The owner of a flourishing nursery in Haddon, south of Johannesburg, laments the losses he has suffered since a shelter for displaced immigrants was erected last week in Gillview, across from his business.
"The nursery has been like a morgue. People see the camp and drive away," said the disgruntled Leeways Garden Centre owner, who refused to give his name.
"I understand this is an emergency situation but there was no consultation. I own six properties but if I want to do anything I have to get permission from the council first."
Obakeng Kepadisa, 25, of Haddon, who lives in a block of flats across from the camp, was more accepting of the situation.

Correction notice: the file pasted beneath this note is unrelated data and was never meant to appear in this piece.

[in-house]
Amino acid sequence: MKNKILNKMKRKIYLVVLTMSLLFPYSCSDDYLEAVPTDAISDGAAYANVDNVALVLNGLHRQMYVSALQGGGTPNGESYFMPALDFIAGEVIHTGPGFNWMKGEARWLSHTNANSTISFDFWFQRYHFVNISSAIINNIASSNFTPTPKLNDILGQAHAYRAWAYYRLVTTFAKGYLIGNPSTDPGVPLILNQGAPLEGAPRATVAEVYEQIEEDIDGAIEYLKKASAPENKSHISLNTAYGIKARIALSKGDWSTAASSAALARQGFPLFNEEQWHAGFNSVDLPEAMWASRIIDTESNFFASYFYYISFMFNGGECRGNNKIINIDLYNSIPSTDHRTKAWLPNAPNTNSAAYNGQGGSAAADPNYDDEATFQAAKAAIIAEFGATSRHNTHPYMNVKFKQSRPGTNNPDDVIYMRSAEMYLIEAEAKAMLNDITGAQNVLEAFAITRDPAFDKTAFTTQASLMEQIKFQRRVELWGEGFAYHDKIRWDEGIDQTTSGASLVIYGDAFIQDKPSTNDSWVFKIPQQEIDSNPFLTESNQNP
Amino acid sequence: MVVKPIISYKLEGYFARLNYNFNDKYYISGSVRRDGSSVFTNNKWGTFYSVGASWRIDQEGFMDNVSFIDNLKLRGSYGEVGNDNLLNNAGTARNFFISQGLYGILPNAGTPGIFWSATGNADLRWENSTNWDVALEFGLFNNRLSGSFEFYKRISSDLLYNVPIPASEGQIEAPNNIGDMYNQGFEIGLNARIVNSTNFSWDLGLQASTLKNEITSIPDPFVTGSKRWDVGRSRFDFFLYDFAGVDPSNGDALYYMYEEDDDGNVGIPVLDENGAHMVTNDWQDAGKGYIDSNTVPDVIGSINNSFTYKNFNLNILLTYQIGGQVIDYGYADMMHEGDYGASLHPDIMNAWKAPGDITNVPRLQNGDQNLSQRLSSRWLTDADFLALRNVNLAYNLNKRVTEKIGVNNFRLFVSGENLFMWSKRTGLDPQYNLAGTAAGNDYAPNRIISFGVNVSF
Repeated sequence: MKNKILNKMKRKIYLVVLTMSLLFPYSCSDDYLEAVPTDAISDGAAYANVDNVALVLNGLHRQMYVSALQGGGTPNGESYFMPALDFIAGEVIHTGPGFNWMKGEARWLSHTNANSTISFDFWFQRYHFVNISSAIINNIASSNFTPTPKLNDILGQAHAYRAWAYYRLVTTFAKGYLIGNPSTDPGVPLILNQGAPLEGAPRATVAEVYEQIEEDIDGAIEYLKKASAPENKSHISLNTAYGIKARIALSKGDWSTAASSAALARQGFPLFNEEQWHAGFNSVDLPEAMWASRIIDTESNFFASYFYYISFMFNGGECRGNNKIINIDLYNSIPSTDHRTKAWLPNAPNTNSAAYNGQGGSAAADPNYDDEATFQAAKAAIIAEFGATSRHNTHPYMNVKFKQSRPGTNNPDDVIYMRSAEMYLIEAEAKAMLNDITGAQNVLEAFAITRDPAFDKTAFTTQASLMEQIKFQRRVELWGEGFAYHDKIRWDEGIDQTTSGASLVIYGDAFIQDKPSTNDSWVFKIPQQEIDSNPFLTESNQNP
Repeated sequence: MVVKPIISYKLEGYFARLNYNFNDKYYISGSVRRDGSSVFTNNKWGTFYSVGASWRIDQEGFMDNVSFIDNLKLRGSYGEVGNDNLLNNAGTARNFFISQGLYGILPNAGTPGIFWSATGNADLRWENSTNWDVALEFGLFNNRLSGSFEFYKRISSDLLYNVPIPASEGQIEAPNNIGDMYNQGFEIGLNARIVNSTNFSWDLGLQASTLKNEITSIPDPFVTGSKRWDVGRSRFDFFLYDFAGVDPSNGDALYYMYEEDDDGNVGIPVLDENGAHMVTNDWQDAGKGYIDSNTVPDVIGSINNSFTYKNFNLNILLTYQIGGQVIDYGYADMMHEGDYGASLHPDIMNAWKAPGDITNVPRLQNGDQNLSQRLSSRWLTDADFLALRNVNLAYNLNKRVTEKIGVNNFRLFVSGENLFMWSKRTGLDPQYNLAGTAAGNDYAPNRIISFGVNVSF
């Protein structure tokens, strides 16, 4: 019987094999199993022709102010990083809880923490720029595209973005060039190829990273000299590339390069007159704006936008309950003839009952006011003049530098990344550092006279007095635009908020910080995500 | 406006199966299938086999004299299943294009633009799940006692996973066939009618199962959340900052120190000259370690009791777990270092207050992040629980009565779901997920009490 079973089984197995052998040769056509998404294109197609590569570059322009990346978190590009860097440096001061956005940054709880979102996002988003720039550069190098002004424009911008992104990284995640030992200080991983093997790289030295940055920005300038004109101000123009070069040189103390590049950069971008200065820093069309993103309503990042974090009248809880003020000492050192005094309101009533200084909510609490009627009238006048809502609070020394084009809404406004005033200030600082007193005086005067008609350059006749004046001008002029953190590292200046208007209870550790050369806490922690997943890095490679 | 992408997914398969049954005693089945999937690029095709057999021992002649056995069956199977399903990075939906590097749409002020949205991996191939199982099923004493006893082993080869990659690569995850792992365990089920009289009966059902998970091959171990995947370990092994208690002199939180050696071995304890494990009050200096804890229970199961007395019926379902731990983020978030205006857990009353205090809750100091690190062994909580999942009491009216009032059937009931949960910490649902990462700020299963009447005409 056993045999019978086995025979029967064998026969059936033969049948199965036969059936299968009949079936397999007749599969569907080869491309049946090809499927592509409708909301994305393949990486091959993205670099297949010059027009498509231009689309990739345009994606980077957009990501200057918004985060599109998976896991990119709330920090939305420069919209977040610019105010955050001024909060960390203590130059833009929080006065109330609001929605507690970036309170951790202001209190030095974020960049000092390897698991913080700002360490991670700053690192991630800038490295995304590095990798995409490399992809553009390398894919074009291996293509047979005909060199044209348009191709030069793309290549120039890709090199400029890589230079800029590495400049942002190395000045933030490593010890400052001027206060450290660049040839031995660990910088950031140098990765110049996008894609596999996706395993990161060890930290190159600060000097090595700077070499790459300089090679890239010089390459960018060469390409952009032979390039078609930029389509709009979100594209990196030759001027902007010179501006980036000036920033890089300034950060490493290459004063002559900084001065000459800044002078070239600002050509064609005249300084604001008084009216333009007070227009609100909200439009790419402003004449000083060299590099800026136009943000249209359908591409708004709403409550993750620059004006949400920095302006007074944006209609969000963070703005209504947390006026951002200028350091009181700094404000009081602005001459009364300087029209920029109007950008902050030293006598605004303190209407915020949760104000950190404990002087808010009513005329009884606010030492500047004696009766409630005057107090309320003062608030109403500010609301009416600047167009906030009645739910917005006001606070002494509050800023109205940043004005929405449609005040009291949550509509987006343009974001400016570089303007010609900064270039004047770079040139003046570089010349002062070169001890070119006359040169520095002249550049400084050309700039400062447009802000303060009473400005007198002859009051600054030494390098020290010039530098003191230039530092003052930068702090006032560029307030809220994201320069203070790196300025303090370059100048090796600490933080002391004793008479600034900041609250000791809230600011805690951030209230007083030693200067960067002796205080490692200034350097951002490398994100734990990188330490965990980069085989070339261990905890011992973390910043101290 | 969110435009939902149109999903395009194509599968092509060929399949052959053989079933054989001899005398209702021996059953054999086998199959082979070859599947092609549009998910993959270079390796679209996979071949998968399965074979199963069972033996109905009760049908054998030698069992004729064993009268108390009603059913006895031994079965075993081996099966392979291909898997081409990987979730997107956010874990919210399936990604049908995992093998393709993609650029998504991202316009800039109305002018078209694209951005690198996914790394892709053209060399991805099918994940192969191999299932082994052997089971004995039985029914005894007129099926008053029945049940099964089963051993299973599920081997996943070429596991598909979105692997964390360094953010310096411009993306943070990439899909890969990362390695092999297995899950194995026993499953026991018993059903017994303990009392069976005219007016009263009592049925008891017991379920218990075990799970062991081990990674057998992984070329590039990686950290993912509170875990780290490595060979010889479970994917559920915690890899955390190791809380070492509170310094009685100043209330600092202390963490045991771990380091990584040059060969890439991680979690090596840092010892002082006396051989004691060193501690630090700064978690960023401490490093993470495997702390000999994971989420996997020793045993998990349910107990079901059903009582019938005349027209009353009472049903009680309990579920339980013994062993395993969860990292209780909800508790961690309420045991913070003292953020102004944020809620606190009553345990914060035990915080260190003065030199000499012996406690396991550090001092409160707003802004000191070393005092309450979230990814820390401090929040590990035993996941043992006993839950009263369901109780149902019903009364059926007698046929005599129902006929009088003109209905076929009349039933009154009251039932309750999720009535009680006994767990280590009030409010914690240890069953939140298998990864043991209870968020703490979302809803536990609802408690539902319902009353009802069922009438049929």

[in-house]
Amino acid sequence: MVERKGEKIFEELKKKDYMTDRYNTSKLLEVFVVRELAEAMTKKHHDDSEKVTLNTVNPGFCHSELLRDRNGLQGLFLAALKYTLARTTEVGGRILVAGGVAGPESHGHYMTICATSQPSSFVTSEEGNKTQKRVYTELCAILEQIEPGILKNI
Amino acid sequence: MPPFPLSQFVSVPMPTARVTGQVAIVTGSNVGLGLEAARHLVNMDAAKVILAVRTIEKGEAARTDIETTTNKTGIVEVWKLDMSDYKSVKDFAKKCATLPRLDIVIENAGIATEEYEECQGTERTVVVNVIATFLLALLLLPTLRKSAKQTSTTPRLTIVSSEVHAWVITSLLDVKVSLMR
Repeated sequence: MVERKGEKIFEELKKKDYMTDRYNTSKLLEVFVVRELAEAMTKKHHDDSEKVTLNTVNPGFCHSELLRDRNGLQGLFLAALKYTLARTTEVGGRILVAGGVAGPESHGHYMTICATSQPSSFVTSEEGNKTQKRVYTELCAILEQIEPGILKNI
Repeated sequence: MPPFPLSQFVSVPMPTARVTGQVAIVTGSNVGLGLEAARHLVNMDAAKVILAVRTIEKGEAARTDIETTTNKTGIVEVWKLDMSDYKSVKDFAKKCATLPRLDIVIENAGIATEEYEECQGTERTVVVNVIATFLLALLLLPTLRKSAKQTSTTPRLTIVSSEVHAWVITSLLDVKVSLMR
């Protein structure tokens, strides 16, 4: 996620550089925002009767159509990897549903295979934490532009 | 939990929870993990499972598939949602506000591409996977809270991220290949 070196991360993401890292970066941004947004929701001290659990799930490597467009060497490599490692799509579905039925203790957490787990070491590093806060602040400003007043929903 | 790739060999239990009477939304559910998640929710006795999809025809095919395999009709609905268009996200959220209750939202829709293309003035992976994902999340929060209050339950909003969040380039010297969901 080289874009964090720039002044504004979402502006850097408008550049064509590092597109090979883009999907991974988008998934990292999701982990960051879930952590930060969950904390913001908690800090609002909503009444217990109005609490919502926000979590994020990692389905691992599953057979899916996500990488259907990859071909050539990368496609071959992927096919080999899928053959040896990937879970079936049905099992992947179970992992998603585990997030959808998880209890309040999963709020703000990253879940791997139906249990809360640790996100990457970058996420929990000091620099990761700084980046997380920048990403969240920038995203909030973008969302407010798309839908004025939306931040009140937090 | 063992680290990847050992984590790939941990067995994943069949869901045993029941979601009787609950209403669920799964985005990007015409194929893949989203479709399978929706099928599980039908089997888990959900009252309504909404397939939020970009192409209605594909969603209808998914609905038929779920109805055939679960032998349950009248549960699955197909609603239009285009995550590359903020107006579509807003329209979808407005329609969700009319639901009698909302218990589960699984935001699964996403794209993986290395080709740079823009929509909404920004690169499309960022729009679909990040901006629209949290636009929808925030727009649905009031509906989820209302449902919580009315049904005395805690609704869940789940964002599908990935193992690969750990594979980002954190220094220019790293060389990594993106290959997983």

"I believe they are going to be here for two months," Kepadisa said. "As long as they stick to that I don't have a problem.
"People are quick to say they should go but I can't see why we can't assist others.".
Thabo Masebe, spokesman of the Gauteng task team on xenophobia, assured residents the shelters were temporary and would be demolished in two months.
"We plead with residents to bear with us and assure them that they will not be negatively affected by the shelters," Masebe said.
He said a decline in the number of displaced immigrants, from 20000 to 6000, was a "sign that reintegration had happened". He said ensuring immigrants were reintegrated into communities was not the government's responsibility.
"Our responsibility is to create a climate that is conducive to their becoming integrated. Communities have to play a greater role in guaranteeing their safety."
Masebe said the government had little control over where immigrants chose to live and had no obligation to provide them with accommodation on their return to communities.